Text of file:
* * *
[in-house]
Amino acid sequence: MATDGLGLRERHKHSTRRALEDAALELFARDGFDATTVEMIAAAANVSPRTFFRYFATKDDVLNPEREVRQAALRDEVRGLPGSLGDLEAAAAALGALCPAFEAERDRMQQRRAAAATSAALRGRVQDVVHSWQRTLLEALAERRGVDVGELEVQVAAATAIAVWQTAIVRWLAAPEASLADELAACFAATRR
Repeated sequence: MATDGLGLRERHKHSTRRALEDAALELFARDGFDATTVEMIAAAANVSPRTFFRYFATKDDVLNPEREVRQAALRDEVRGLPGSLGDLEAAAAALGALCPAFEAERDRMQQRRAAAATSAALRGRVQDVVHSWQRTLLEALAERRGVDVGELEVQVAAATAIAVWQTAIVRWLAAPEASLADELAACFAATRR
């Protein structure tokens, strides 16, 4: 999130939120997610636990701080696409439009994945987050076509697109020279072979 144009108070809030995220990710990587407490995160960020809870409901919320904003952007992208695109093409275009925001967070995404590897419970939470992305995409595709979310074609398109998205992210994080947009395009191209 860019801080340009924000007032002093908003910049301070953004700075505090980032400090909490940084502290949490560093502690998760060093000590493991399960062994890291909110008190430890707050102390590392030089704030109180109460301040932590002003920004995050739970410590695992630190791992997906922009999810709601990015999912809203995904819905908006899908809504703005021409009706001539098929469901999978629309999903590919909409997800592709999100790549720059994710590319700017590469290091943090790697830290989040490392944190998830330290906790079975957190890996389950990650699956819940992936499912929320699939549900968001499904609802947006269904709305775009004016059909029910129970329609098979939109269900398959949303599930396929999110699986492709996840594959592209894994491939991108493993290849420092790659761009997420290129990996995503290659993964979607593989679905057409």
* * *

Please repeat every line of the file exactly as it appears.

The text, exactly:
[in-house]
Amino acid sequence: MATDGLGLRERHKHSTRRALEDAALELFARDGFDATTVEMIAAAANVSPRTFFRYFATKDDVLNPEREVRQAALRDEVRGLPGSLGDLEAAAAALGALCPAFEAERDRMQQRRAAAATSAALRGRVQDVVHSWQRTLLEALAERRGVDVGELEVQVAAATAIAVWQTAIVRWLAAPEASLADELAACFAATRR
Repeated sequence: MATDGLGLRERHKHSTRRALEDAALELFARDGFDATTVEMIAAAANVSPRTFFRYFATKDDVLNPEREVRQAALRDEVRGLPGSLGDLEAAAAALGALCPAFEAERDRMQQRRAAAATSAALRGRVQDVVHSWQRTLLEALAERRGVDVGELEVQVAAATAIAVWQTAIVRWLAAPEASLADELAACFAATRR
């Protein structure tokens, strides 16, 4: 999130939120997610636990701080696409439009994945987050076509697109020279072979 144009108070809030995220990710990587407490995160960020809870409901919320904003952007992208695109093409275009925001967070995404590897419970939470992305995409595709979310074609398109998205992210994080947009395009191209 860019801080340009924000007032002093908003910049301070953004700075505090980032400090909490940084502290949490560093502690998760060093000590493991399960062994890291909110008190430890707050102390590392030089704030109180109460301040932590002003920004995050739970410590695992630190791992997906922009999810709601990015999912809203995904819905908006899908809504703005021409009706001539098929469901999978629309999903590919909409997800592709999100790549720059994710590319700017590469290091943090790697830290989040490392944190998830330290906790079975957190890996389950990650699956819940992936499912929320699939549900968001499904609802947006269904709305775009004016059909029910129970329609098979939109269900398959949303599930396929999110699986492709996840594959592209894994491939991108493993290849420092790659761009997420290129990996995503290659993964979607593989679905057409």